introduced in this example, there are three constraints, one artificial
variable (a1), and two slack variables (s1 ands2), of which s2 has a
negative coefficient. The introduction of the artificial variable, a2, gives
a set of four variables, from which the three with positive coefficients
(s1, a1, and a2) can be chosen to enter into the variable column of the
first tableau.
The new cost equation is:
C = 8x + 15y  0s2 + ma1 +0s1 + ma2
For minimizing cost, the objective function must
be multiplied by 1. This transformed function enters the first tableau as
the objective row. the resulting equation is:
C =  8x  15y + 0s2  ma1  0s1  ma2
The new constraints for the simplex solution
are:

x + y +a1
x + s1
y  s2 + a2 
=
=
= 
40
12
10 
The first tableau can be set up as shown below:

Mix 
0 
8 
15 
0 
m 
0 
m 
Quantity 
x 
y 
s2 
a1 
s1 
a2 
m 
a1 
40 
1 
1 
0 
1 
0 
0 
0 
s1 
12 
1 
0 
0 
0 
1 
0 
m 
a2 
10 
0 
1 
1 
0 
0 
1 


50m 
m+8 
2m+15 
m 
0 
0 
0 
First simplex tableau and
first solution 
Explanation and Computations for the First Tableau:
The explanation of the arrangement is identical
with that given for the first tableau of the
maximization model. Observe that variables not included in a constraint
are assigned zero coefficients in the problem rows. The index row is
computed as follows:
Steps 1
and 2 
Step 3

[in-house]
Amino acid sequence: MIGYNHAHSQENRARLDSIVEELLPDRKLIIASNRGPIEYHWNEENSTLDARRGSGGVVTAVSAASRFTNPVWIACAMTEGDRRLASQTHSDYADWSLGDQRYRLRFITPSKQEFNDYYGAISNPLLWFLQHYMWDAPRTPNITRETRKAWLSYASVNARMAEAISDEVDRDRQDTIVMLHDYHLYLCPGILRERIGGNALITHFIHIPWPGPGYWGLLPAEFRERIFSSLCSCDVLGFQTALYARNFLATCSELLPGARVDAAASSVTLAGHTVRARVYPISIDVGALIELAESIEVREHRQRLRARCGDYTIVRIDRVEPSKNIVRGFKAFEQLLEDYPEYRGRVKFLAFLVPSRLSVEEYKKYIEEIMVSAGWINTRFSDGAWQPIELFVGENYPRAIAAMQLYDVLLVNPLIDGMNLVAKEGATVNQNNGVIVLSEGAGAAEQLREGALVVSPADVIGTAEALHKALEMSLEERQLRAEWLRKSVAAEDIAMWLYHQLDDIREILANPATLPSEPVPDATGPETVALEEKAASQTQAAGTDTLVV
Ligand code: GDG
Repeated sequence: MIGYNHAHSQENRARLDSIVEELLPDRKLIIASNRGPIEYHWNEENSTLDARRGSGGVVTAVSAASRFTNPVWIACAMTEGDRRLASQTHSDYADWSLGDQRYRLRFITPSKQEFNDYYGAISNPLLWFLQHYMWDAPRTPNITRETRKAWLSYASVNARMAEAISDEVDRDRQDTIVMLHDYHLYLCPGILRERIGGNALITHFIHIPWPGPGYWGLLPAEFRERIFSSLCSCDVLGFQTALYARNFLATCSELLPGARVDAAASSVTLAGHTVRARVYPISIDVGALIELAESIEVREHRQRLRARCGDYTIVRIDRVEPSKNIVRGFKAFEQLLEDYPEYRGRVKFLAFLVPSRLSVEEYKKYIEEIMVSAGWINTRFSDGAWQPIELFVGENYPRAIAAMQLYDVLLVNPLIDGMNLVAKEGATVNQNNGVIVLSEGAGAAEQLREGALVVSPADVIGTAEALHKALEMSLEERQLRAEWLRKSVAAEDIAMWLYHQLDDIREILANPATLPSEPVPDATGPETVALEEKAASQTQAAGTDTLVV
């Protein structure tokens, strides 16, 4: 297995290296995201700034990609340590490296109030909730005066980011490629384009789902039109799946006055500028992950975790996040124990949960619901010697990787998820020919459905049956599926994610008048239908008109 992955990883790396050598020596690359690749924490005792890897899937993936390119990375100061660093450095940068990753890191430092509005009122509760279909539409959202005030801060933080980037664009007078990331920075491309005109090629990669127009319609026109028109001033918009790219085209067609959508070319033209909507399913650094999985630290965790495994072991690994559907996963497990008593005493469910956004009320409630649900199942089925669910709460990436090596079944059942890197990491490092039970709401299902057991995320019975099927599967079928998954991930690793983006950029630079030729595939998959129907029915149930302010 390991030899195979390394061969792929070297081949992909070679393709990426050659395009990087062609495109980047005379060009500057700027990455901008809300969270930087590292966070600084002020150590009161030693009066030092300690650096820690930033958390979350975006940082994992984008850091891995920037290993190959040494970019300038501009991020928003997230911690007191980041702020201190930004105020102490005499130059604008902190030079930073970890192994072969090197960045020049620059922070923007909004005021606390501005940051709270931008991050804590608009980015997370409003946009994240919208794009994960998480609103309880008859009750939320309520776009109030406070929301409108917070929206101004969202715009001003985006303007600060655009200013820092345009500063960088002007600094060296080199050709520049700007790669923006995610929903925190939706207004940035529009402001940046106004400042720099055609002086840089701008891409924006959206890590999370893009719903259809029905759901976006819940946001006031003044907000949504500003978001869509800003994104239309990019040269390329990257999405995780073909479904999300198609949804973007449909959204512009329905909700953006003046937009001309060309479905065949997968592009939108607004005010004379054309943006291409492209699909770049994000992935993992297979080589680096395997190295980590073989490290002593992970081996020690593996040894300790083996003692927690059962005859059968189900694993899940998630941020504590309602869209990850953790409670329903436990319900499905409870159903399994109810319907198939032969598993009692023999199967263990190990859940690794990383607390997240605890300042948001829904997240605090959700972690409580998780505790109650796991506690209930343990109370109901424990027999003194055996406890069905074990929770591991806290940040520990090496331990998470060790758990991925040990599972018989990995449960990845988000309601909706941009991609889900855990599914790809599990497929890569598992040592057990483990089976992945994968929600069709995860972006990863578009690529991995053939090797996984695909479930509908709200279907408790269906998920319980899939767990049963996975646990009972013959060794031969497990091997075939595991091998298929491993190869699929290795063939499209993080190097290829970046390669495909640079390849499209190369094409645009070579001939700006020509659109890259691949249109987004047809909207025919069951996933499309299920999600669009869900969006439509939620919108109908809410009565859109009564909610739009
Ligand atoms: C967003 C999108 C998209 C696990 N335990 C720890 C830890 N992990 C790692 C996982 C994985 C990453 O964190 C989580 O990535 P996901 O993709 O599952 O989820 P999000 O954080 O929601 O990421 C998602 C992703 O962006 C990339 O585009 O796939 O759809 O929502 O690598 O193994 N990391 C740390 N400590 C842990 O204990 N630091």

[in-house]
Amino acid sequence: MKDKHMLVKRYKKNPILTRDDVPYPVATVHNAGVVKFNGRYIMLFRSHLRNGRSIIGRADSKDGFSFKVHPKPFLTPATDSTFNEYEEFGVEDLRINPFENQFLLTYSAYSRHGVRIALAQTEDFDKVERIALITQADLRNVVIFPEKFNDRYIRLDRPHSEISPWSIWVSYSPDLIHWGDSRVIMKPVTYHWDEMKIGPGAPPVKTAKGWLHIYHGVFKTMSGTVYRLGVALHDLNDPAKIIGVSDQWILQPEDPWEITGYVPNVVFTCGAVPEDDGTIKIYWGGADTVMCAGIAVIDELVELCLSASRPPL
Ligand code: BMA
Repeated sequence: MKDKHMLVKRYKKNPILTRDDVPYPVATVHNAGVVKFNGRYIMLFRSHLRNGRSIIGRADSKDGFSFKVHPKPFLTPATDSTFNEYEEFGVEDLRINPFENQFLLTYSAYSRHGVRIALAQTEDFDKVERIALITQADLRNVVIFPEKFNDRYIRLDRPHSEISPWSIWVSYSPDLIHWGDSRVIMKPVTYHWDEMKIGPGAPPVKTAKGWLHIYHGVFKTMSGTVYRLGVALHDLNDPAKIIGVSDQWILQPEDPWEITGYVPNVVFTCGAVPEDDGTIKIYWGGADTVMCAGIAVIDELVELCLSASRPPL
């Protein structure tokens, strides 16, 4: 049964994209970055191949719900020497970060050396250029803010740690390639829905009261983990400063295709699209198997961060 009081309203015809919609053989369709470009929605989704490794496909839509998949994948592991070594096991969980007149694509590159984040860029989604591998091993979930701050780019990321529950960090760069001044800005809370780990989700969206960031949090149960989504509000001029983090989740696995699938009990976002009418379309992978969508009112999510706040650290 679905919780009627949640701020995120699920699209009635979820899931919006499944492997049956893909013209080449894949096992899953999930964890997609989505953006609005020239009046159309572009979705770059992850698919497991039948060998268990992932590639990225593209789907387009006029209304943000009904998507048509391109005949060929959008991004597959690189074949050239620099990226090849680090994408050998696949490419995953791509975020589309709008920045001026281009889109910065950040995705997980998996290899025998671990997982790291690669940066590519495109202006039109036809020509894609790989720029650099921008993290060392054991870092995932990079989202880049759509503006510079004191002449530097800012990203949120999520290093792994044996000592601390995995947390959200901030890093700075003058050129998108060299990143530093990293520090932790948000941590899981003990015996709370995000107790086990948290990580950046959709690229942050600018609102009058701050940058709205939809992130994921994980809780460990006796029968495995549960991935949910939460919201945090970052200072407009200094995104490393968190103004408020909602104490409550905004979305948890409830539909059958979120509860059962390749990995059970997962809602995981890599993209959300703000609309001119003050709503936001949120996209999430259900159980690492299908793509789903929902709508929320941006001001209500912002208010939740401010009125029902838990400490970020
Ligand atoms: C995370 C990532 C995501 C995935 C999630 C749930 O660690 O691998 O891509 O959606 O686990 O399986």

m (40) + 0
(12) + (m) (10) = 50m 
50m  0 =
50m 
m (1) + 0
(1) + (m) (0) = m 
m  (8) =
m + 8 
m (1) + 0
(0) + (m) (1) = 2m 
2m  (15) =
2m + 15 
m (0) + 0
(0) + (m) (1) = m 
m  0 = m 
m (1) + 0
(0) + (m) (0)= m 
m  (m) = 0 
m (0) + 0
(1) + (m) (0) = 0 
0  0 = 0 
m (0) + 0
(0) + (m) (1)= m 
m  (m) = 0 
In the simplex method the optimum solution has not been reached if the index
row carries any negative values (except for the quantity column which
denotes total cost of this solution) at the completion of an iteration.
Consequently, since negative values appear in the index row, the optimum
solution has not been found, and a second tableau must be set up.
Explanation and Computation for the Second Tableau:
Since the objective is to minimize cost, the key
column is found by selecting that column with the negative value having the
highest absolute value in the index row, i.e., that variable whose value
will most decrease cost. The index row shows only two negative values: m +
8 and 2m + 15. Observe that the quantity column value in the index row,
50m, is not considered. This figure denotes total cost of this solution and
is negative by convention. The negative number with the highest absolute
value in the index row is 2m + 15; therefore, y is the key column. The row
to be replaced, the key row, is a2, determined as follows:
a1 row, 40/1 = 40
s1 row, 12/0 is not considered (not defined
mathematically)
a2 row, 10/1 = 10
Again, as in the maximization discussion, the
smallest positive ratio identifies the equation which operates as the
limiting constraint.
Since the key number (the crossing cell of the
key column y and the key row a2) is 1, the values of the main row (y) do not
change, as indicated by the following computations: 10/1 = 10; 0/1 = 0; 1/1
= 1; 1/1 = 1; 0/1 = 0; 0/1 = 0; and 1/1 = 1.
The values in the other rows are determined as
follows:
a1 Row 
s1 Row 
40
 1 (10) = 30 
12
 0 (10) = 12 
1
 1 (0) = 1 
1
 0 (0) = 1 
1
 1 (1) = 0 
0
 0 (1) = 0 
0
 1 (1) = 1 
0
 0 (1) = 0 
1
 1 (0) = 1 
0
 0 (0) = 0 
0
 1 (0) = 0 
1
 0 (0) = 1 
0
 1 (1) = 1 
0
 0 (1) = 0 

Index Row 
Step 1
and 2 
Step 3 
m (30) + 0
(12) + (15) (10) = 30m  150 
(30m  150)
 0 = 30m  150 
m (1) + 0
(1) + (15) (0) = m 
(m)  (8) =
m + 8 
m (0) + 0
(0) + (15) (1) =  150 
(15)  (15)
= 0 
m (1) + 0
(0) + (15) (1) = m + 15 
(m + 15)  0
= m + 15 
m (1) + 0